HOMESTEAD (CBSMiami) – On Super Bowl Sunday, the FAA is going to establish a temporary flight restriction or TFR over Hard Rock Stadium, where the San Francisco 49ers and the Kansas City Chiefs will be playing one of the most-watched sports events of the year.

Using fighter aircraft and aircrews, The North American Aerospace Defense Command, or NORAD will enforce that TFR during the big game.

NORAD is giving the media the opportunity Tuesday to go onboard one of the planes, a KC-135, to see an inflight refueling.

“When NORAD aircraft have to do longer duration missions it is vital and important that they that have the ability to refuel in the air, it gives us the opportunity to stay in the air longer,” explained U.S. Air Force Major Andrew Scott.

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The goal of Tuesday’s operation is to inform the public that we will have aircraft around and defending the airspace,” said Major Scott.  “You watch the game and we will watch the skies.”

NORAD is responsible for detecting, deterring, defending and if necessary, defeating any aviation threat to the United States and Canada. NORAD’s support to the Super Bowl has occurred annually since 2002.

“We want to always prevent another 2001, 911. That is the ultimate, that was the benchmark for something to that magnitude happening and too late for us to respond,” said Lt. Col. Alex Edwards with the Florida Air National Guard.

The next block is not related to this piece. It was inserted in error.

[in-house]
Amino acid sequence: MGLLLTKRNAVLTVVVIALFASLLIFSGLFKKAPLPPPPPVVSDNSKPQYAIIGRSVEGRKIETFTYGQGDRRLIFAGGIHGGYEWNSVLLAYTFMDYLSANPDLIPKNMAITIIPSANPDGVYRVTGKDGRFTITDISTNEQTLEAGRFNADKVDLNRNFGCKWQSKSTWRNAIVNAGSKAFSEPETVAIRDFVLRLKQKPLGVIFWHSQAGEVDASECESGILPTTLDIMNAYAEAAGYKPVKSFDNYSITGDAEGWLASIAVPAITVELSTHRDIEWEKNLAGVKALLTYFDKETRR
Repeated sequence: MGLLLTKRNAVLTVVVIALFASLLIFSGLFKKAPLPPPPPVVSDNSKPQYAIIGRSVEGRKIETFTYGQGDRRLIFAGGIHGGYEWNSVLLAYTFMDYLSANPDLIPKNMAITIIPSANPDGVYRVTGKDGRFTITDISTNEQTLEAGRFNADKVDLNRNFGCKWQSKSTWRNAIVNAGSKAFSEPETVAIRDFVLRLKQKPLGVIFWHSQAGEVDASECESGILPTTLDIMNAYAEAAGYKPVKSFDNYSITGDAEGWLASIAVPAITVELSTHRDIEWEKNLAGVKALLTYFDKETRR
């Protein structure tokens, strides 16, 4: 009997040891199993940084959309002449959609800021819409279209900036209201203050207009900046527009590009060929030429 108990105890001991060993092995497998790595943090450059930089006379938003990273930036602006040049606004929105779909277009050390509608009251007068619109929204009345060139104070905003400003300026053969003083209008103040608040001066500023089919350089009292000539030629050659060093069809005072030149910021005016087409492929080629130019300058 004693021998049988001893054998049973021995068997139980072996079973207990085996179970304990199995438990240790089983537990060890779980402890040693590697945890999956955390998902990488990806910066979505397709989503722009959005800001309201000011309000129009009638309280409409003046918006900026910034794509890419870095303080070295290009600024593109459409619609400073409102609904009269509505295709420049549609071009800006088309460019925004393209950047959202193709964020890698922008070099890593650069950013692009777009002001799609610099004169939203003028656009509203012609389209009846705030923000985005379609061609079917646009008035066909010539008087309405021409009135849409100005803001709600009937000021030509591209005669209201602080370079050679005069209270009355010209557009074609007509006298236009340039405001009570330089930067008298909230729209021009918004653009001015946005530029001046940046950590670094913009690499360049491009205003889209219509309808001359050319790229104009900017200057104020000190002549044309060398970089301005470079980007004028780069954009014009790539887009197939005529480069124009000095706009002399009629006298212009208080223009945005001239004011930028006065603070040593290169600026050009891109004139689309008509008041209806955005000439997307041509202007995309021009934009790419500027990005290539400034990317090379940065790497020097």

Edwards flies an F-15 for the Florida Air National Guard. He’s part of the squad that will be enforcing no-fly zones around the stadium during the Super Bowl.

“The ultimate goal is for protecting skies, security for the personnel on the ground, especially those fans and spectators that will be here for the Super Bowl,” said Edwards.

Those F-15s don’t even have to land. If they have a lot going on, they can refuel in the air.

“I’m down here in what we call the “boom pod.” This is where the magic happens,” says Staff Sgt. Briana Lindquist with the TN Air National Guard.

Lindquist lays in the back of the plane.

She is the one who re-fuels aircraft as they patrol over the stadium or anywhere fans are out having fun.

With in-flight refueling we are providing basically just longevity when it comes to fighter-type aircraft. So that they can be up in the air flying the whole time and not having to leave the area and come back to get more gas,” said Lindquist.

UH-60 Black Hawk helicopters assigned to the U.S. Customs and Border Protection’s (CBP) Air and Marine Operations (AMO), patrol the airspace over Hard Rock Stadium in advance of Super Bowl LIV, in Miami Gardens, Fla., January 27, 2020.
(CBP photo by Jerry Glaser)

Also in the air, Black Hawk helicopters from U.S. Customs and Border Protection. They too will be looking for aircraft or drones that are flying where they shouldn’t. They’re also patrolling the waterways.

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“We provide persistent surveillance. We have camera equipment on board this aircraft and others like it. They have the ability to broadcast near real-time images to the command centers on the ground so that decisionmakers can deter, detect or investigate anything they see that’s suspicious, either on the ground or on the water,” said agent Todd Gayle with Customs and Border Protection.

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